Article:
Genre: Action and Adventure
Cast: Kevin Costner, Amber Heard, Hailee Steinfeld
Release Date: February 21st, 2014
There is something bizarrely likeable about the new dramedy 3 Days to Kill. In spite of its obvious flaws—and there are plenty of them— this odd mixture of dramatic chase scenes, more about
goofy medical advice and family comedy actually works. Perhaps, it’s the dismal state of February cinema finally taking its toll but I enjoyed this feature and would recommend it as a brainless exercise in goofy movie-making.
Director McG, the producer of the teen drama The O.C. and the director behind Charlie’s Angels (2000), We Are Marshall (2006) and This Means War (2012), throws a variety of elements at the screen here tonally shifting the picture from scene to scene. Some of his decisions work while others seem too transparent and forced to really succeed.
The film revolves around Ethan Renner (Kevin Costner), an aging CIA agent who finds out that he’s dying when he passes out after a long chase sequence. Facing brain cancer, Renner only has three to five months to live and decides to spend it with his estranged wife Christine (Connie Nielson) and his antsy teenage daughter Zoey (Hailee Steinfeld). He moves back into his Paris apartment to get closer to them– only to find out that a quirky group of squatters have moved into his house.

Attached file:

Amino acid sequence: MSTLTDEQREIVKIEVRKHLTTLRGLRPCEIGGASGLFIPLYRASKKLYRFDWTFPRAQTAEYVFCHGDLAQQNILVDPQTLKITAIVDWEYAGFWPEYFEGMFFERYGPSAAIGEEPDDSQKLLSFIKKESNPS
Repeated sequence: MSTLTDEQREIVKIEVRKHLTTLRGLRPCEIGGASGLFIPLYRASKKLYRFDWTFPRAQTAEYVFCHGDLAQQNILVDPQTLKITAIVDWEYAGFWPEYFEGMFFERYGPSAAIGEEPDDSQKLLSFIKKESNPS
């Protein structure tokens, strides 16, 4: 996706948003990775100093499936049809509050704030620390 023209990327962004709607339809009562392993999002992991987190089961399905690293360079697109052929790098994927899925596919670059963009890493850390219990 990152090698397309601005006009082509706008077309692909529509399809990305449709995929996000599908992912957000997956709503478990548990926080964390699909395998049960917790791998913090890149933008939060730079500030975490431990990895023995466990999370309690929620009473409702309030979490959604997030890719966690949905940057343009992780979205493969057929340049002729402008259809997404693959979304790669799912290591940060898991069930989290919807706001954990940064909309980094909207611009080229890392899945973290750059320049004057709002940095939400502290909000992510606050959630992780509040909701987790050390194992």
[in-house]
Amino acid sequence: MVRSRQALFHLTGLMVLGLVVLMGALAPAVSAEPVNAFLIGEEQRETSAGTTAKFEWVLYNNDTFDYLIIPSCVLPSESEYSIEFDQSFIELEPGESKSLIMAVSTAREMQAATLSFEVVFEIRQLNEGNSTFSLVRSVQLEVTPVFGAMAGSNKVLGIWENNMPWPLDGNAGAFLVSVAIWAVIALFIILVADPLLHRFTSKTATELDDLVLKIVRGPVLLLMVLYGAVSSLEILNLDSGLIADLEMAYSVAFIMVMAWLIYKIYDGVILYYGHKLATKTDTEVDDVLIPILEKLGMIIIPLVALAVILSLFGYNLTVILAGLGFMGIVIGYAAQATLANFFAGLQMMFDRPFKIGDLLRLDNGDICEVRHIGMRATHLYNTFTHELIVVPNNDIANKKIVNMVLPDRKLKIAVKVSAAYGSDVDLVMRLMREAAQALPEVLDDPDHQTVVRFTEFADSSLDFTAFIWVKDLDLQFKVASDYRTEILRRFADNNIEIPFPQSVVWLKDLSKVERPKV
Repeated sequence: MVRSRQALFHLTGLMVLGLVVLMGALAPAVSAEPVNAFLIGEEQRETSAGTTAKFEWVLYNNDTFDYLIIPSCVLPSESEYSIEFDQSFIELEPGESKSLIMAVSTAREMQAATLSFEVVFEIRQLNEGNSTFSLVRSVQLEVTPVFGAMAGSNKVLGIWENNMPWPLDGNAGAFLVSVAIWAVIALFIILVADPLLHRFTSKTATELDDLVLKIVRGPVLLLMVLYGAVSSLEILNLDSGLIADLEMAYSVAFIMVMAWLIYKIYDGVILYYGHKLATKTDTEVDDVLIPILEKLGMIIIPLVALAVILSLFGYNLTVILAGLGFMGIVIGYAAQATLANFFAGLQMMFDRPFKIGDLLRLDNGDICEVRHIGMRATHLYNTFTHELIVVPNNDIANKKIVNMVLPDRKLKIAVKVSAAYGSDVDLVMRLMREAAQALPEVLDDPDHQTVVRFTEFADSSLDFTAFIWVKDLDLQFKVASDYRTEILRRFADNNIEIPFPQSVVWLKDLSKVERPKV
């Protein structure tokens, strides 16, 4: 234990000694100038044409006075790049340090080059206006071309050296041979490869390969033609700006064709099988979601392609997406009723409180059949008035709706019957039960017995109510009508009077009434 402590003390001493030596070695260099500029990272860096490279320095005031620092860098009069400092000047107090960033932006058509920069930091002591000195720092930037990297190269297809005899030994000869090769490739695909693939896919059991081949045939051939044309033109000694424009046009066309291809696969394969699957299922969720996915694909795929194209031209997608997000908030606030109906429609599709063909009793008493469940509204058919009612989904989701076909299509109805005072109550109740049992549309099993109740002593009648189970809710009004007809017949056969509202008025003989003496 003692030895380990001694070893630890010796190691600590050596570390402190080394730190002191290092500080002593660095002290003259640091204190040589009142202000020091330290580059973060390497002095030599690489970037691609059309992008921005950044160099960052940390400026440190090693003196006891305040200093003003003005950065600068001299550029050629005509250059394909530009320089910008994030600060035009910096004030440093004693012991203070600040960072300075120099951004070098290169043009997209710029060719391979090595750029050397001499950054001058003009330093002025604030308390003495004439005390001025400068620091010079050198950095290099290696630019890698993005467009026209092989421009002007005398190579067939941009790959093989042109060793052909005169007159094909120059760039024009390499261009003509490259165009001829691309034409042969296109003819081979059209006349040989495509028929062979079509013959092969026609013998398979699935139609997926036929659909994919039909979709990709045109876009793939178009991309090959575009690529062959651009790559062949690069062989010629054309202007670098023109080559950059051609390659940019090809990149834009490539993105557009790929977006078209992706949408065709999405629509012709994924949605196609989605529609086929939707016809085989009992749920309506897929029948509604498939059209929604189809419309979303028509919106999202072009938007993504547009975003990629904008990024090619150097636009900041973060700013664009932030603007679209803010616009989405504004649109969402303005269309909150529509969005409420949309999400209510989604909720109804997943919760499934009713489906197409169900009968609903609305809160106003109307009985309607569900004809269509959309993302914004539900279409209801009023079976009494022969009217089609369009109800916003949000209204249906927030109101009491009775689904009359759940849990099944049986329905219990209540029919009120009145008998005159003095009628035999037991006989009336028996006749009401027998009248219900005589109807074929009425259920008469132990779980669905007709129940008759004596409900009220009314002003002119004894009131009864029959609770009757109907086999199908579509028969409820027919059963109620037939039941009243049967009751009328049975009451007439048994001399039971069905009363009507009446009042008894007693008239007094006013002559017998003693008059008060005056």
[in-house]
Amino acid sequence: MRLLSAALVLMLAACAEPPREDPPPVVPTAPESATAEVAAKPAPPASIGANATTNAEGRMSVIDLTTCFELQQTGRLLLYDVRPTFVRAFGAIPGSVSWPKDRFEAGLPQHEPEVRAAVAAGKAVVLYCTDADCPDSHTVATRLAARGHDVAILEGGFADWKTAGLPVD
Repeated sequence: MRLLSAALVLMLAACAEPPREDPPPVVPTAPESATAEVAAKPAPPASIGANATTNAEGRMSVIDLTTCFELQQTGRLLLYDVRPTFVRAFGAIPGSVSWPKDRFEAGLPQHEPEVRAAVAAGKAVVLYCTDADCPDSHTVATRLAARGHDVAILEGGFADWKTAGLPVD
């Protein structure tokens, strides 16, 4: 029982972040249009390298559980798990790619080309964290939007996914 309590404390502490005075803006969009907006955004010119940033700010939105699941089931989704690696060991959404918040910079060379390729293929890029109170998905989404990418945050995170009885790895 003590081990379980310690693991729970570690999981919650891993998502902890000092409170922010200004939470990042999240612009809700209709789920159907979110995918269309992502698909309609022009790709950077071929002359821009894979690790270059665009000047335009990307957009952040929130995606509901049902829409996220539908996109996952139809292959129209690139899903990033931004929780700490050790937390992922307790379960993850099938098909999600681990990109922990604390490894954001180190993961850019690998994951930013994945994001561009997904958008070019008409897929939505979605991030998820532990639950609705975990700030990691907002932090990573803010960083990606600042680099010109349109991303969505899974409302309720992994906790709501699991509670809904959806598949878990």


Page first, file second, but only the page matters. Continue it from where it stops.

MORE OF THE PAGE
The squatters, like some of the other oddball elements in this movie, seem to be added in for the comedic betterment of the overall picture. Their storyline doesn’t build in the overall arch of the film– only a few things actually do, really– but the young son who moves in with his family serves as a comedic foil for Ethan as the kid always asks for a high-five when Ethan walks through the door.
The entire plot flimsily hinges on the search for a wanted terrorist mastermind nicknamed The Wolf (Richard Sammel). CIA expert Vivi Delay (Amber Heard) calls upon Ethan to return to service in exchange for a– you guessed it!- a mysterious untested antidote that could save his life. She, of course, forgets to tell him that the antidote carries health risks and that the only way to get over the dizzy spells it causes is to drink a copious amount of hard alcohol.
So much of the story appears scattershot that’s it’s hard to imagine how all of these elements made it into the actual film. At first, Christine doesn’t want to even see her estranged husband but when she finds out he’s dying, they become like an old married couple. Zoey– for some reason–ends up in a club, where she’s viciously attacked by three men trying to sexually assault her. It’s these serious shifts in the story that undermine the amusing comic undertones of the overall picture.
3 Days to Kill works best as a light-hearted but somewhat dark comedy where scenes of torture are interspersed with conversations about making tomato sauce. Yes, that actually happens here. Written by Luc Besson (Taken) and Adi Hasak, it’s easy to mock this picture for all of its pained moments that should have been easily excised. But I laughed several times when this picture embraced its less-serious self and that was enough for me.
Review by: John Hanlon